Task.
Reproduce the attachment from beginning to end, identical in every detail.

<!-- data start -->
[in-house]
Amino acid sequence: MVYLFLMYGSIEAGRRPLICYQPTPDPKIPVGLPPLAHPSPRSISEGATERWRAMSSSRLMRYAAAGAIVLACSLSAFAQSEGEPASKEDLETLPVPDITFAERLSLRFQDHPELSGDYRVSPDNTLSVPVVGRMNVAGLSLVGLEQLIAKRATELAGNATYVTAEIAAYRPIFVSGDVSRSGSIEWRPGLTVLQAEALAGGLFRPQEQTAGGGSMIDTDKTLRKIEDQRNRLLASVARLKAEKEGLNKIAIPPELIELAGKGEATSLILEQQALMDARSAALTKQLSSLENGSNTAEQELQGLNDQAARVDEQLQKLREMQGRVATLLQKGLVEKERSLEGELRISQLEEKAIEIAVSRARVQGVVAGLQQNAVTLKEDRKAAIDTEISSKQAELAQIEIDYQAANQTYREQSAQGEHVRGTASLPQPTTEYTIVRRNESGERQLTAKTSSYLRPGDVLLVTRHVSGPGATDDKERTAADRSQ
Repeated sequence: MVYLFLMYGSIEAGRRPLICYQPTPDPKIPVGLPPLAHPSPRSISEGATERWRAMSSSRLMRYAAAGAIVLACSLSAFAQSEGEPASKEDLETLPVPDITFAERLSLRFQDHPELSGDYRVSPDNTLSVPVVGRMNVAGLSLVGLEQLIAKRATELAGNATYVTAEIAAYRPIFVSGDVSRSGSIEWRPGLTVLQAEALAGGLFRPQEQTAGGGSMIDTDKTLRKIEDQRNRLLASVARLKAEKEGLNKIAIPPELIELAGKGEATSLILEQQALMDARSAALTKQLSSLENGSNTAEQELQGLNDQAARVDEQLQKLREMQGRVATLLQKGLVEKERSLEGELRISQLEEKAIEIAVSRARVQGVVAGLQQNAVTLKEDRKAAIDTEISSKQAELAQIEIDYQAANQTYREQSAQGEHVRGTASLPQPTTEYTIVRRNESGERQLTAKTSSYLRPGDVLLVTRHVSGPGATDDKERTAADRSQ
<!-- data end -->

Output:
[in-house]
Amino acid sequence: MVYLFLMYGSIEAGRRPLICYQPTPDPKIPVGLPPLAHPSPRSISEGATERWRAMSSSRLMRYAAAGAIVLACSLSAFAQSEGEPASKEDLETLPVPDITFAERLSLRFQDHPELSGDYRVSPDNTLSVPVVGRMNVAGLSLVGLEQLIAKRATELAGNATYVTAEIAAYRPIFVSGDVSRSGSIEWRPGLTVLQAEALAGGLFRPQEQTAGGGSMIDTDKTLRKIEDQRNRLLASVARLKAEKEGLNKIAIPPELIELAGKGEATSLILEQQALMDARSAALTKQLSSLENGSNTAEQELQGLNDQAARVDEQLQKLREMQGRVATLLQKGLVEKERSLEGELRISQLEEKAIEIAVSRARVQGVVAGLQQNAVTLKEDRKAAIDTEISSKQAELAQIEIDYQAANQTYREQSAQGEHVRGTASLPQPTTEYTIVRRNESGERQLTAKTSSYLRPGDVLLVTRHVSGPGATDDKERTAADRSQ
Repeated sequence: MVYLFLMYGSIEAGRRPLICYQPTPDPKIPVGLPPLAHPSPRSISEGATERWRAMSSSRLMRYAAAGAIVLACSLSAFAQSEGEPASKEDLETLPVPDITFAERLSLRFQDHPELSGDYRVSPDNTLSVPVVGRMNVAGLSLVGLEQLIAKRATELAGNATYVTAEIAAYRPIFVSGDVSRSGSIEWRPGLTVLQAEALAGGLFRPQEQTAGGGSMIDTDKTLRKIEDQRNRLLASVARLKAEKEGLNKIAIPPELIELAGKGEATSLILEQQALMDARSAALTKQLSSLENGSNTAEQELQGLNDQAARVDEQLQKLREMQGRVATLLQKGLVEKERSLEGELRISQLEEKAIEIAVSRARVQGVVAGLQQNAVTLKEDRKAAIDTEISSKQAELAQIEIDYQAANQTYREQSAQGEHVRGTASLPQPTTEYTIVRRNESGERQLTAKTSSYLRPGDVLLVTRHVSGPGATDDKERTAADRSQ